Election 2024: Contempt, III

Yesterday Trump was once again held in contempt of court by Judge Merchan for violating the gag order, making 10 such violations. Merchan once again declined to play the jail card, but he more firmly put Trump on notice that further violations of the gag order may leave Merchan with little choice but to do that. Later in the day, in a sidebar conversation Merchan referred to Trump’s behavior during the testimony of the day’s main witness as “contemptuous.”

That main witness was Stormy Daniels (the stage name of Stephanie Clifford) herself, which made for a very interesting day of testimony.

It had been unclear whether the prosecution would call even Daniels as a witness, since the underlying allegation that she had a tryst with Trump — while the predicate that ultimately led to the alleged hush-money payment — isn’t directly pertinent to the charges of falsification of business records. I’d heard one pundit suggest that they may have put Daniels on the stand in order to make it less attractive for Trump to testify himself, because he wouldn’t want to be subject to cross-examination about Daniels’ testimony. Another suggestion is that they wanted Daniels to be able to testify that, at the time the alleged tryst occurred in 2006, Trump hadn’t suggested to her that things needed to be kept secret; that in turn strengthens the prosecution’s argument that the motive behind the alleged hush-money payment in 2016 was purely political, and not to prevent Trump’s family from embarrassment, as had been suggested in opening arguments.

I had not really previously paid any attention to the details of the alleged Trump-Daniels tryst, and as such I found much of what Daniels had to say in testimony really disturbing. Per Daniels, here is what happened: A 60-year-old celebrity, whose wife is at home with their 4-month-old son, meets a 27-year-old porn actress while playing at a celebrity golf tournament; he asks his bodyguard to ask her to have dinner with him; after she initially says no in emphatic terms, she changes her mind on the advice of her publicist; she arrives at his room for dinner to find him in silk pajamas, and asks him to get dressed; at dinner they discuss the potential that she could appear on his hit TV show; after dinner, she uses the bathroom and emerges to discover that he has stripped down to his underclothes; she acquiesces to his advances, in “lie back and think of England” fashion, and then leaves; and while they did encounter each other again, that was the extent of their alleged tryst.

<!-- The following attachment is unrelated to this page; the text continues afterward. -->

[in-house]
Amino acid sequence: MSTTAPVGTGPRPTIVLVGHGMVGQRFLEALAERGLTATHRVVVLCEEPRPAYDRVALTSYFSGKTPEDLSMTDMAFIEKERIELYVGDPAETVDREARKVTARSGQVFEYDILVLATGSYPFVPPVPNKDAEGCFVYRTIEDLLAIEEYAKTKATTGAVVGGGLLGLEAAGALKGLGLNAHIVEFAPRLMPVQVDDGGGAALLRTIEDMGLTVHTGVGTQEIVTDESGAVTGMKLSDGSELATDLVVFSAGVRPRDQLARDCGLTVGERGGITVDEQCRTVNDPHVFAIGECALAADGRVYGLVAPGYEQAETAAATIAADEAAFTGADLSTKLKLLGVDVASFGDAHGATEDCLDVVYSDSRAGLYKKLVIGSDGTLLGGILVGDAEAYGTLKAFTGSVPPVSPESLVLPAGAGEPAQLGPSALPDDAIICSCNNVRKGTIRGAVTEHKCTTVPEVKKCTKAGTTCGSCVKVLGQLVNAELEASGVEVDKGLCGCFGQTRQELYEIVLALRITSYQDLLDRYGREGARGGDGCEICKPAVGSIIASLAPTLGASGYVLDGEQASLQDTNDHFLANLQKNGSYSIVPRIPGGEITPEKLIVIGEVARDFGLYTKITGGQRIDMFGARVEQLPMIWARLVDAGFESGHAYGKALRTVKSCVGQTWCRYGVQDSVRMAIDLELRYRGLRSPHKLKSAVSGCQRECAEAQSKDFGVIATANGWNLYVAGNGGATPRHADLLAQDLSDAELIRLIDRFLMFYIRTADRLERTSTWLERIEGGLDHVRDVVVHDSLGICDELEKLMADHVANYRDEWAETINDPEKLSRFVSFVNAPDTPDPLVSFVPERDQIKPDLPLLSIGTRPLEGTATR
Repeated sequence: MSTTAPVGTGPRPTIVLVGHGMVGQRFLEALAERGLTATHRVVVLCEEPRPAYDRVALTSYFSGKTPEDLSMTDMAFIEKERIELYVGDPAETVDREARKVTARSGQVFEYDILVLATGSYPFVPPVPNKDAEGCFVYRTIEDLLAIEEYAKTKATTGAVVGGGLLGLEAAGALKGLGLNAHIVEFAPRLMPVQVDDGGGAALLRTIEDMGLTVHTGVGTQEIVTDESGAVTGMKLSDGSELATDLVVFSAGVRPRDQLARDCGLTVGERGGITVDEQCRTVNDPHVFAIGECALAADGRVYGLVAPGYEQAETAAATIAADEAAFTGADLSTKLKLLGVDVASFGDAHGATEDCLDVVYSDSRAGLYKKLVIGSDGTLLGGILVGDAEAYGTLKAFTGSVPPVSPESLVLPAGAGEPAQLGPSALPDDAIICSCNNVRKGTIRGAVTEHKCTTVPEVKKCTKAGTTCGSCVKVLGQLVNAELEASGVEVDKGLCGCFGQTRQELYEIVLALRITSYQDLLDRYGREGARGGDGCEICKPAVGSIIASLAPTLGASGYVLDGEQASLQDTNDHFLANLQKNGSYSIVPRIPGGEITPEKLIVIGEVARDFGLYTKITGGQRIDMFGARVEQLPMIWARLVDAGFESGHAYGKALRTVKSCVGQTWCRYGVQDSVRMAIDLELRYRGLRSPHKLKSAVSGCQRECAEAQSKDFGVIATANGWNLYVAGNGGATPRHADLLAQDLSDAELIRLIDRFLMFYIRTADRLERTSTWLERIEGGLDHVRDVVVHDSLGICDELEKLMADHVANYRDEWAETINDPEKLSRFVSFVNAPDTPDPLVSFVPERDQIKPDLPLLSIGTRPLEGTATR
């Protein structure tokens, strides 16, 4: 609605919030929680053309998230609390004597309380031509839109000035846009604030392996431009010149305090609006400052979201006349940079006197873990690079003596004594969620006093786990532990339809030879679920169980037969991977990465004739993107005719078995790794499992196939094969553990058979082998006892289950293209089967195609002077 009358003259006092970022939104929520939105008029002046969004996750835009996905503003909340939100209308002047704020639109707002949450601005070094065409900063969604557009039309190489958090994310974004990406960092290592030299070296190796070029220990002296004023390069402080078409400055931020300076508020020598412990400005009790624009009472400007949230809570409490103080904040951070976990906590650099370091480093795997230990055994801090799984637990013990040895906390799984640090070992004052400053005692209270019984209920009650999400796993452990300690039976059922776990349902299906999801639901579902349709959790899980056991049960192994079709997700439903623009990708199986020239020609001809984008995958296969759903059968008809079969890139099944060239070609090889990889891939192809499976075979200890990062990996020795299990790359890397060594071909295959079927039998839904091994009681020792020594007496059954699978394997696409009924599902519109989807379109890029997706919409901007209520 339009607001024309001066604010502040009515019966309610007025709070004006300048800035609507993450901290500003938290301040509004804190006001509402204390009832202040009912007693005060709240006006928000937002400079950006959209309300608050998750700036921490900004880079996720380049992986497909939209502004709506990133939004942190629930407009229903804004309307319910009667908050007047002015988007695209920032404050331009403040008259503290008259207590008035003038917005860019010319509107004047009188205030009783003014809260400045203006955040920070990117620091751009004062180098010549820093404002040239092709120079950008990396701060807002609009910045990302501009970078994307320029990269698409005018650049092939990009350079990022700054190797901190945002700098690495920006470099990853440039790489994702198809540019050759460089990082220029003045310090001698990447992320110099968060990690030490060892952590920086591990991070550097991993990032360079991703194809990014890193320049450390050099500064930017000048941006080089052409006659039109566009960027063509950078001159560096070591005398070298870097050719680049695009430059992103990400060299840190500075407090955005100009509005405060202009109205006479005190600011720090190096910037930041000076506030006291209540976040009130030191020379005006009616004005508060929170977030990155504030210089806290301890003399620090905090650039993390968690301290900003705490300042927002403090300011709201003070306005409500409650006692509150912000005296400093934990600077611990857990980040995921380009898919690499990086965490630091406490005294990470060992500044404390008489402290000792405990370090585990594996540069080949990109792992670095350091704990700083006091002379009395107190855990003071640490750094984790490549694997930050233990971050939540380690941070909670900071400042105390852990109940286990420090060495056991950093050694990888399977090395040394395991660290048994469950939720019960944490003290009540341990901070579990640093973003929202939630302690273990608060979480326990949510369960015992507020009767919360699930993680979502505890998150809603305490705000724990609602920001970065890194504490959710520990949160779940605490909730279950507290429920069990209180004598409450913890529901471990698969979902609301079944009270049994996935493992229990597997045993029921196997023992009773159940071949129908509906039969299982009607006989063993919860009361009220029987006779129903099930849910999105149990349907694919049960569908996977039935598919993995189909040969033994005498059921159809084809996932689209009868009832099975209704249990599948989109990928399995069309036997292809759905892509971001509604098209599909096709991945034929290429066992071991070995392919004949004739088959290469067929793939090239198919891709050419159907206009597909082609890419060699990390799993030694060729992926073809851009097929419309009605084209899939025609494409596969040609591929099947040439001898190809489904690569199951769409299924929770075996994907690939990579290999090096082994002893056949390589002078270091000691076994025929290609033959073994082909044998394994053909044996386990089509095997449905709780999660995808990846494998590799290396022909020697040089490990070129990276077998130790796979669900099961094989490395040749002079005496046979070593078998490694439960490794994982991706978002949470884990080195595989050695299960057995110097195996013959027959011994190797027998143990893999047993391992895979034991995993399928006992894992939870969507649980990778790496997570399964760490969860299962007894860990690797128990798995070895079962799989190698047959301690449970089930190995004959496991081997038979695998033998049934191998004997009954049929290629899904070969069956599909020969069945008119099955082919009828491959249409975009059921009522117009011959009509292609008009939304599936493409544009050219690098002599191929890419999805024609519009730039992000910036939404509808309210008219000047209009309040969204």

This is not a good look for Trump. His lawyer requested a mistrial based on Daniels’ testimony having gone too far in terms of irrelevant detail, which was denied. Maybe there’s a potential issue here on appeal (see Weinstein, Harvey), and maybe not; but in the post-MeToo world, having these details come out under oath in court ought to be damaging to Trump with undecided voters, regardless of the outcome of the trial.

In other news, to nobody’s surprise Judge Cannon announced that the Mar-a-Lago documents trial will not in fact be starting May 20th, but it was mildly surprising that she put the trial on indefinite hold instead of announcing a new date. And, in news that broke as I was writing this post, the Georgia Court of Appeals announced that it will hear an interlocutory appeal of Judge McAfee’s March decision to allow D.A. Willis to remain on the case; this makes it unlikely the Georgia trial can commence before the election.